This is an essay converted to a powerpoint presentation on Ambulatory Service Centers.
Slide 1: Industry Overview
The Ambulatory Service Center industry is a part of the healthcare industry focused on providing same-day surgical care, including diagnostic and preventative procedures (ASCA, 2016). The industry is facing a number of challenges, including the need for increased patient turnover, but with high patient satisfaction as well.
Slide 2: A Question of Priorities
In choosing the right balance between bringing in more patients and patient satisfaction there are two dynamics to consider. One is that higher patient satisfaction is often associated with more referrals – others in health care are more likely to refer to you if you have a good reputation. The other factor is that low satisfaction is associated with higher malpractice suit incidences (Stelfox et al, 2005). Given what malpractice insurance costs, let alone a successful suit, reducing malpractice risk is more important than increasing patient turnover.
Slide 3: Human Resources
Among the key findings of Stelfox et al (2005) is that a relatively small number of physicians are responsible for a disproportionate amount of malpractice suits and patient complaints. The first basic strategy is strictly on the patient satisfaction side, and that is to have procedures in place to ensure that high quality staff only are hired, and that any physician whose patient satisfaction scores are dipping will be subject to remedial training, and ultimately to dismissal. Physicians have to understand that patient satisfaction standards are strict.
Slide 4: Determine Best Practices
As tempting as it is to simply set a target and say “go”, the reality is that telling people to work faster without telling them how is a recipe for errors. From a management perspective, we need to define the best practices for efficient, error-free processing of patients, and then train all staff on these practices. Best practices should be determined through evidence – gathering data, using studies, and investigating what peers elsewhere are doing; it is not enough to simply assume that your practices are the best (Walshe & RunMdall, 2001).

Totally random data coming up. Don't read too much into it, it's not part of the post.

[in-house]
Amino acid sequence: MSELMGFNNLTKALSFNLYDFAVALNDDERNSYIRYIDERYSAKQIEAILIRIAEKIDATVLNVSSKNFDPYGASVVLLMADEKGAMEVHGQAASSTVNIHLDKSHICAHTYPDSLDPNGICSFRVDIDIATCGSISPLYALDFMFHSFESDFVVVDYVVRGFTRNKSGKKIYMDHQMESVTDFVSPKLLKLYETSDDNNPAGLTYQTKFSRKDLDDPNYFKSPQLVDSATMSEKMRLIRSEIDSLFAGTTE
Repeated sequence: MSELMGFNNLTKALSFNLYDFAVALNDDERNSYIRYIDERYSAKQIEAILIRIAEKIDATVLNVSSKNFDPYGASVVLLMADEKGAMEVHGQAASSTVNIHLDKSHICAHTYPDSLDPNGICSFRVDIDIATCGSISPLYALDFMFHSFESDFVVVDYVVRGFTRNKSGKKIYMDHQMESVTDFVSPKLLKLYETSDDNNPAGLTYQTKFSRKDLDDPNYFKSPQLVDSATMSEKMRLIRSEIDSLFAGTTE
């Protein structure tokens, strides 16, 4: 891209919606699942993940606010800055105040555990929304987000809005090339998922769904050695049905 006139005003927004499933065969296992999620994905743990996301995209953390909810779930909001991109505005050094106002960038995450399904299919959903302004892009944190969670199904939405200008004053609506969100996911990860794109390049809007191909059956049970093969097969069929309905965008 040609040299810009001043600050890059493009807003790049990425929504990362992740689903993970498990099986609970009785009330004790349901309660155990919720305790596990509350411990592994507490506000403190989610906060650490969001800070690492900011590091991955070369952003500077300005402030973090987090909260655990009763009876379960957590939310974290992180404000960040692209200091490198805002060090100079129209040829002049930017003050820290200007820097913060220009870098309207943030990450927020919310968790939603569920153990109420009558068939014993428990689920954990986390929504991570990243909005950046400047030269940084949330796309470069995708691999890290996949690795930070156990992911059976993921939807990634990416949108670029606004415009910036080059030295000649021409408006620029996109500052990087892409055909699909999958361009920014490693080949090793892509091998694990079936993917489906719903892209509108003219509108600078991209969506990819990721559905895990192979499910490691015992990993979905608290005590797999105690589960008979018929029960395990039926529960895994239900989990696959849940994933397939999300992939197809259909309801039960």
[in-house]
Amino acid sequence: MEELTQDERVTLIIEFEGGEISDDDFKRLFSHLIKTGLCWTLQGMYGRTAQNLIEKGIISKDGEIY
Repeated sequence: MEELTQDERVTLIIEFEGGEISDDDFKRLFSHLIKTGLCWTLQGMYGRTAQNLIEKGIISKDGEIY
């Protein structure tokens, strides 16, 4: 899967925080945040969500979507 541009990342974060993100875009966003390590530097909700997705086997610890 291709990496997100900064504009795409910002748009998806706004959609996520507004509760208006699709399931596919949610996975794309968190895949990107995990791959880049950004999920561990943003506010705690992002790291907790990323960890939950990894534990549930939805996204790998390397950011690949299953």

Slide 5: Not Just Physicians
Physicians are but one part of the system. Everybody at the ASC is part of the system, and will be an influencer both in terms of quality of care and efficiency of patient treatment. All aspects of the business need to be streamlined, from the intake process to the physician visit and everything in between. All processes need to be examined in order to determine best practices, and everybody will need to be trained. Managers need to be trained in things like identifying bottlenecks and creative problem-solving, in order to implement this vision.
Slide 6: Where do Referrals Come From?
One of the objectives of the strategy is to increase the amount of referrals. This means identifying where referrals come from, and why they refer to us. There are going to be a few different types. Professional marketing techniques should be applied, starting with understanding the personas of the different stakeholders who send us patients. Figure out who they are, and how we can motivate them to send us more patients.
Slide 7: Marketing
In addition to understanding from where referrals are coming now, it is also important to understand where we are not getting referrals from. That means a more inquisitive marketing approach, to determine what markets we are not yet serving that we could be, or where are market performance is sub-par. Once we know these things, we will be able to tap into these markets.
Slide 8: The Physician Side
Motivation is another human resources issue, and motivating physicians to work through patients quickly, without sacrificing quality, is a delicate issue. They could face burnout, but you don’t want to increase costs too much to account for this – that increased efficiency is the point. So while some output-based measures can be tied to bonuses, there should be other forms of motivation utilized as well, such as non-financial rewards, career path rewards, vacation time or things like that.
Slide 9:Develop a Pitch
The key pitch here for a lot of payers and referrers is that we are a facility that operates with utmost efficiency. We move a lot of patients through because we have great systems, not because we are compromising quality. If anything, the systems allow us to have replicable high levels of performance that results in increased quality to go with that increase in turnover.
Slide 10: Technology
Technology has to play a big role. One of the biggest bottlenecks at an ASC is information, in particular the time it takes to find information. So having a system whereby key information is easy to find is important. Processing of paperwork and payments, finding patient health records, and having decision-support systems are all areas where information technology can remove some of the friction from the operations systems in the ASC.
ASCA (2016) What is an ASC? Ambulatory Service Center Association. Retrieved December 14, 2016 from http://www.ascassociation.org/advancingsurgicalcare/aboutascs/industryoverview
Stelfox, H., Gandhi, T., Orav, J. & Gustafson, M. (2005) The relation of patient satisfaction with complaints against physicians and malpractice lawsuits. The American Journal of Medicine. Vol. 118 (10) 1126-1133.
Walshe, K. & Rundall, T. (2001). Evidence-based management: From theory to practice in health care. The Milbank Quarterly. Vol. 79 (3) 429-457.